In indirect scalebridging, the finescale inputs do not need to be explicitly matched to the finescale inputs. Instead, an additional upscaler is trained based on emulators defined on the finescale and the coarsescale input data. Since both emulators are defined on the basis of the respective input space of the collected data, the upscaler solves the problem implicitly. The network incorporates the properties of many simulations simultaneously because it operates on multivariate parameter space instead of optimizing upscale parameters on a pointbypoint basis. Our indirect upscaler workflow, detailed in Lubbers et al.^{43}, is based on finescale 3D Molecular Dynamics (MD) simulations of 1D pore structures spanning a range of temperature, density, and pore width. The corresponding coarsescale simulations are Lattice Boltzmann Method (LBM) 1D calculations, with inputs of effective temperature, density, pore width, and an adsorption parameter. Emulators are learned to both of these datasets, where the LBM emulator has one extra input—the adsorption parameter. After both have been trained, we construct a very large dataset of emulated MD profiles. We then proceed to train an upscaler network which takes as input the MD temperature, density, and pore width, and outputs an LBM temperature and adsorption parameter which can be passed to the LBM emulator; the density and pore width parameters are fixed. Then we train the upscaler with a loss function based primarily on the excess density, that is, the net density of fluid in the pore that is present purely due to the adsorption effect. To supplement this, a regularizing term aims to make sure that the emulated profiles between MD and LBM are close.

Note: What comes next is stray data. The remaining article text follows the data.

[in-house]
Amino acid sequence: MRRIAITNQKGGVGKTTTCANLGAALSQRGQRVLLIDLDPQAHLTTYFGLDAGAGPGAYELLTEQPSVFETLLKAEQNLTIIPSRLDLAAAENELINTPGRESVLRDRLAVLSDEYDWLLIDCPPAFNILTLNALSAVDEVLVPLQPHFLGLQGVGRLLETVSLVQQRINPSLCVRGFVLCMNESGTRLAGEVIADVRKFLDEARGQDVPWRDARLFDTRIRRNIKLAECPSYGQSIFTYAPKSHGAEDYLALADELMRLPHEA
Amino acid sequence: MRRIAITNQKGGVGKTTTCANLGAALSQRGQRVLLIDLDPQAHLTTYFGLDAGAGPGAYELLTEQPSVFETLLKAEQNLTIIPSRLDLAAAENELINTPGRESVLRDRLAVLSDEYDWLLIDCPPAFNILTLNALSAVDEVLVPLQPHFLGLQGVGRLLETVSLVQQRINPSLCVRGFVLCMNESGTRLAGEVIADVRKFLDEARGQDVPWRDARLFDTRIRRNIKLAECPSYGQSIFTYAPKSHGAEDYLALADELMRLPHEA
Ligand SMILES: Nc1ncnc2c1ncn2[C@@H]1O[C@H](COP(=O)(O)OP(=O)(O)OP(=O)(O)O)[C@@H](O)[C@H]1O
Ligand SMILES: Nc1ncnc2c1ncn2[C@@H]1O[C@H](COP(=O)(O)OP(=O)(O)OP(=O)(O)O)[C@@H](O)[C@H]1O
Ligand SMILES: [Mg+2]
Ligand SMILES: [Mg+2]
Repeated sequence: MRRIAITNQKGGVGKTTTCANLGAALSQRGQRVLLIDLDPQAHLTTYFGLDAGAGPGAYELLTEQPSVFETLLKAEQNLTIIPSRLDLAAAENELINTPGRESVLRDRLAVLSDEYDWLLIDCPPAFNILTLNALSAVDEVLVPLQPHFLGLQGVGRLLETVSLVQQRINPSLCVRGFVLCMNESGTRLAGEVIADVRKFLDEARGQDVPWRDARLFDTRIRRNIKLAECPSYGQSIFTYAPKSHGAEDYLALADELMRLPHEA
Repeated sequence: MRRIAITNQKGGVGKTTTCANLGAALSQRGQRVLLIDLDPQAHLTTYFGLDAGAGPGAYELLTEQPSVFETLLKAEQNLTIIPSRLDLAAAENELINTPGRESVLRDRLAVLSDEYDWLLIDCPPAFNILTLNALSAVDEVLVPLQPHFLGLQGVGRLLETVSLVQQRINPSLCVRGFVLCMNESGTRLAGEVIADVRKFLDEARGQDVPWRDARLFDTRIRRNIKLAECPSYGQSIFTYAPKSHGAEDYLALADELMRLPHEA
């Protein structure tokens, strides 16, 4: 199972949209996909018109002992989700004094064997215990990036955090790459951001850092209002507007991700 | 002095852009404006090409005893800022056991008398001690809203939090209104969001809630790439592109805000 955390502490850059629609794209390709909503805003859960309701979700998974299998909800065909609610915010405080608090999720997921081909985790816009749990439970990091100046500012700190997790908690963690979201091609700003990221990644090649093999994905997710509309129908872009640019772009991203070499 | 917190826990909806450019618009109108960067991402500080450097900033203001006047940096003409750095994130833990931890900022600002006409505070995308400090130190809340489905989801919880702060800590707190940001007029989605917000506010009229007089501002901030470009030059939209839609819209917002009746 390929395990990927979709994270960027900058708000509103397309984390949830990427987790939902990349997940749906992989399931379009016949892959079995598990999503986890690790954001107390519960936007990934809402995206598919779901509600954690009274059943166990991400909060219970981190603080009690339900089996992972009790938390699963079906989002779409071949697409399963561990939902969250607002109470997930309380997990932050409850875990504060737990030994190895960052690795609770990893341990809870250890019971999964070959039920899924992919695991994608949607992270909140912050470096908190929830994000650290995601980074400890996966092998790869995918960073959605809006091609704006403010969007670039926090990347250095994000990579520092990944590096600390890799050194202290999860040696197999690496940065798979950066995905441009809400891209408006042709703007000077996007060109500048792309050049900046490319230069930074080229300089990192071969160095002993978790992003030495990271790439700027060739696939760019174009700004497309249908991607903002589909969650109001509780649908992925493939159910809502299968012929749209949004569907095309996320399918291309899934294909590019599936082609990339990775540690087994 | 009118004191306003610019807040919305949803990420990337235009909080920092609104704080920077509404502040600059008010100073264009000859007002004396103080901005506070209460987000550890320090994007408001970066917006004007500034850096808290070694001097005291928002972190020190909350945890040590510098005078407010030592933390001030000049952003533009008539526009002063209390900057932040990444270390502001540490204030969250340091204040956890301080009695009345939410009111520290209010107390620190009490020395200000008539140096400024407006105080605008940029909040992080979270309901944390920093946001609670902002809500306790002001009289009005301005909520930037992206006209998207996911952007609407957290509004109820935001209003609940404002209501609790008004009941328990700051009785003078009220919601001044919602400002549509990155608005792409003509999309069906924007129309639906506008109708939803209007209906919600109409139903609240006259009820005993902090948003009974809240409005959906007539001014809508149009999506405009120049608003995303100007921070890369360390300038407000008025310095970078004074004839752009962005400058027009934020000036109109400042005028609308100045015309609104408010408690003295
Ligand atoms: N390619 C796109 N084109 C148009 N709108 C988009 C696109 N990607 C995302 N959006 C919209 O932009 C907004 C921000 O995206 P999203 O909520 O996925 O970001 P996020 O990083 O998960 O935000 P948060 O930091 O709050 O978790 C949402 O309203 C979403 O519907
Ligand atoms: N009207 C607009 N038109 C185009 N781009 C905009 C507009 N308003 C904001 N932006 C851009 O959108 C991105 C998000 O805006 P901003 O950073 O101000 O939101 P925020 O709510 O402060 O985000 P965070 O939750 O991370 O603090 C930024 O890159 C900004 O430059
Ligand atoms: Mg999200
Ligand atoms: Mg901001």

Forward UQ and active learning
It is essential to ensure that the surrogate model captures the behavior of MD simulations in the entire space of potential MD simulations. Collecting MD data, as mentioned earlier, is very expensive, and often there is no apriori knowledge of the needed MD calculations. We reduce this cost by applying active learning, which includes the following steps: (1) perform some MD calculations, in parallel, ahead of time to build a surrogate model. The input parameters of the MD runs are chosen randomly by sampling the parameter space; (2) while querying the surrogate model, we request an UQ model, which predicts the uncertainty of the surrogate model; (3) if the UQ model reports that the prediction carries a large uncertainty, new MD simulations are spawned to collect groundtruth data.
The surrogate model is then periodically retrained so that it accounts for all available MD data. This ensures that the surrogate model is flexible and can adapt to the new macroscale conditions on the fly. In this case, using ML and UQ is expected to increase the accuracy of the surrogate model in comparison to approximations and it reduces the computational time spent in MD simulations by collecting only the necessary data automatically. We build an ensemble for querybycommittee uncertainty training each network to a random subsection of the dataset. A random 10% of the data is withheld for calibration. Each ensemble produces a different model since the initialization of the network weights and the data split is random. We calculate the network performance of each model using its calibration data. The model delivers good results if the coefficient of determination is \(R^2 \ge 0.7\), otherwise, it is rejected. This procedure is executed until \(n_\text{ensemble}=5\) networks have been successfully trained.